- In any moment of decision, the best thing you can do is the right thing, the next best thing is the wrong thing, and the worst thing you can do is nothing. Theodore Roosevelt
Visit Bethlem Royal Hospital
If you were to visit the Bethlem Royal Hospital circa the 15th Century, it would look like a scene out of American Horror Story. Bethlem was the only institution in Europe that handled society’s “rejects”–namely the mentally or criminally ill–for the vast majority of European history.
It did not, however, treat patients with a kind and affirming hand. Quite the opposite happened: patients were subjected to horrendous cruelty, experimentation, neglect and humiliation — all of which was entirely socially acceptable up until the 20th century.
The term “bedlam”, defined as “chaos and confusion”, was coined as a descriptor for the Bethlem Asylum during the height of its chaos in the 18th century. Founded in 1247, it was the first hospital of its kind in the UK. Never before had there been a place for the mentally infirm, disabled and criminally-minded to be adequately locked away from society. While patients came to Bethlem suffering from complaints such as “chronic mania” or “acute melancholy”, people were just as likely to be admitted for crimes such as infanticide, homicide and even “ruffianism”.
Being admitted to Bedlam, as it was called, didn’t necessarily mean a person was well on their way to being rehabilitated, since “treatment” implied little more than isolation and experiment.
If the patient managed to survive the asylum at all, they and their families were typically worse for the wear by the end of their stay. Patients were subjected to “treatments” such as “rotating therapy” wherein they were seated in a chair suspended from the ceiling and spun as much as 100 rotations per minute.
The obvious purpose was to induce vomiting, a popular purgative cure for most ailments during this period. Incidentally, the resulting vertigo in these patients actually contributed a large body of research to contemporary vertigo patients. Their dizziness, it seems, was not all for naught.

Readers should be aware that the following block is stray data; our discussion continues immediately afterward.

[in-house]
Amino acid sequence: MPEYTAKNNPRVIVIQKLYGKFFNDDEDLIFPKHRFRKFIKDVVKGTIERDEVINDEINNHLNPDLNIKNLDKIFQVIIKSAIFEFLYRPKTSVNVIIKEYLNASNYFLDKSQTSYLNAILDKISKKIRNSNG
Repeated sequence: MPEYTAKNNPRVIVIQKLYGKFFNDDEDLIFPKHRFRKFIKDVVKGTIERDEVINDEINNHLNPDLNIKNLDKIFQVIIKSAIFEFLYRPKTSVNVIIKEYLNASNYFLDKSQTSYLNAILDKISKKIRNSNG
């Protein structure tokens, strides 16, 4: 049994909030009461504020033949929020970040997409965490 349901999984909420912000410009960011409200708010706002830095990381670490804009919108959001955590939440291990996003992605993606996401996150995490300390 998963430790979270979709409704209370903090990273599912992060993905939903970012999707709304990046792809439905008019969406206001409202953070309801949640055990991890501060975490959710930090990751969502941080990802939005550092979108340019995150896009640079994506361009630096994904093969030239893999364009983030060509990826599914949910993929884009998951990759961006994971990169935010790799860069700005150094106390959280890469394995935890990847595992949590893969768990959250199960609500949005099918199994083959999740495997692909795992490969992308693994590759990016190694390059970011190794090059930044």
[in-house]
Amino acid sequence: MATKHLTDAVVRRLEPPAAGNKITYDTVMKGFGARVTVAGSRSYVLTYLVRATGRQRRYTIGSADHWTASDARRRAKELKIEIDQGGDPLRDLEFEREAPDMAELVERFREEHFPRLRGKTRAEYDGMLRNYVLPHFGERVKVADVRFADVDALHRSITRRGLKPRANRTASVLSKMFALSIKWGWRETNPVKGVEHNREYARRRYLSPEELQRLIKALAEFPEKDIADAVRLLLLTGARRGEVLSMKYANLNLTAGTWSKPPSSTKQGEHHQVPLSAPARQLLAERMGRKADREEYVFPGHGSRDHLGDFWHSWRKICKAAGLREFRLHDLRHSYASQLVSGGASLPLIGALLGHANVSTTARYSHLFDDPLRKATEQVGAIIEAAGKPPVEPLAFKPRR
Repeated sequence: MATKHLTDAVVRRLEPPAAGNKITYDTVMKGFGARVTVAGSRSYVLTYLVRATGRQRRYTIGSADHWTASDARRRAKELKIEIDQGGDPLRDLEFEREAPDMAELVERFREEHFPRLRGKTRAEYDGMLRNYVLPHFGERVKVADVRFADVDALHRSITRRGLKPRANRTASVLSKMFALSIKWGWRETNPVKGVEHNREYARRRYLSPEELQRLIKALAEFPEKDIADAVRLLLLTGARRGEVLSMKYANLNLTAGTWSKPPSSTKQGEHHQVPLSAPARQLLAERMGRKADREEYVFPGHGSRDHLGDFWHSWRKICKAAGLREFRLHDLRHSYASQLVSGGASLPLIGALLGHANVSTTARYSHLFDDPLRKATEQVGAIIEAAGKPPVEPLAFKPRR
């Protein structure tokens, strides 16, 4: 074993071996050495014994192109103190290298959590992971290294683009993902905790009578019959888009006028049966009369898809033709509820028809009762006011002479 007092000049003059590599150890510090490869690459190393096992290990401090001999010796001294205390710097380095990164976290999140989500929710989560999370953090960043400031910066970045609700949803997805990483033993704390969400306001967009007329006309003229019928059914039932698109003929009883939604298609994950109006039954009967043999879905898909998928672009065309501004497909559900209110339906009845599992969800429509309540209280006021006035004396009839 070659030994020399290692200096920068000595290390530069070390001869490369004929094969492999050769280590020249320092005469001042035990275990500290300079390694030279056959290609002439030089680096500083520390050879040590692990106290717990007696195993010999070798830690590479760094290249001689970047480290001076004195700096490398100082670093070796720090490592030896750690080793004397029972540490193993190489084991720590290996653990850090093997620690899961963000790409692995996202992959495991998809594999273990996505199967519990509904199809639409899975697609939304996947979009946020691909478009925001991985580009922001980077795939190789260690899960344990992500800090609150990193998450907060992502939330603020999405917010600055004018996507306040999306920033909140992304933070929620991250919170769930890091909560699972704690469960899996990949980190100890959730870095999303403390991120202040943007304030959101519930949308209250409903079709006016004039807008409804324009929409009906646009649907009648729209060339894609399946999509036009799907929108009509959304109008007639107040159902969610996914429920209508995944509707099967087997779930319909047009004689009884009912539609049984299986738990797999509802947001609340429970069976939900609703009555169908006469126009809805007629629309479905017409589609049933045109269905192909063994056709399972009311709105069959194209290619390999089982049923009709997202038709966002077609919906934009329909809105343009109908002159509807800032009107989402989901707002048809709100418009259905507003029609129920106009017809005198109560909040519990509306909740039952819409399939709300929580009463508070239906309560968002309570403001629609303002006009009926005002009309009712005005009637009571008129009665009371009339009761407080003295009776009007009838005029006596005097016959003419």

Beyond social mores of the time, a lack of funding can explain why Bethlem became Bedlam. The asylum was a poorly-funded government institution heavily reliant upon the financial support of a patient’s family and private donors.
Of course, the vast majority of those who found themselves at Bedlam had not come from wealth, or even the middle class. Patients were often poor, uneducated and had been victimized not only by whatever mental infirmities they possessed, but a society that was repelled by them.
In fact, by the 18th century, Bedlam had become less a hospital and more a circus side show, and for a pretty straightforward reason: “freaks” made money. People came from all over the UK to see the patients, some even arranging holidays around it.
Of course, none of them were actually “freaks”, but since Bedlam was so fiscally reliant upon the money guests would pay to see them, patients were certainly driven to behave as though they were mad.
By the mid 1800s, a man named William Hood became physician in residence at Bedlam and wanted to completely turn the institution around. He hoped to create actual rehabilitation programs, which would serve the hospital’s patients rather than the administrators.
The “Bedlamites”, as they were nicknamed, had been subjected to horrific treatments, both experimental and some downright cruel, and were often desired only for the study of their corpses. Others were simply thrown into a mass grave on Liverpool Street, which was only discovered a few years ago.
During WWII, Bethlem Royal Hospital was moved to a more rural location, which was meant to improve the quality of life for patients. The move also helped rid the institution of its horrendous legacy. Though, thanks to the Museum of the Mind archives, we are able to get a glimpse of the haunted faces of Bedlamites.
Many of them were photographed upon their admission, with a note or two about their “diagnosis.” One wonders, looking at these photos today, how many of these patients survived Bedlam — and if they did, if any of them were ever truly well again.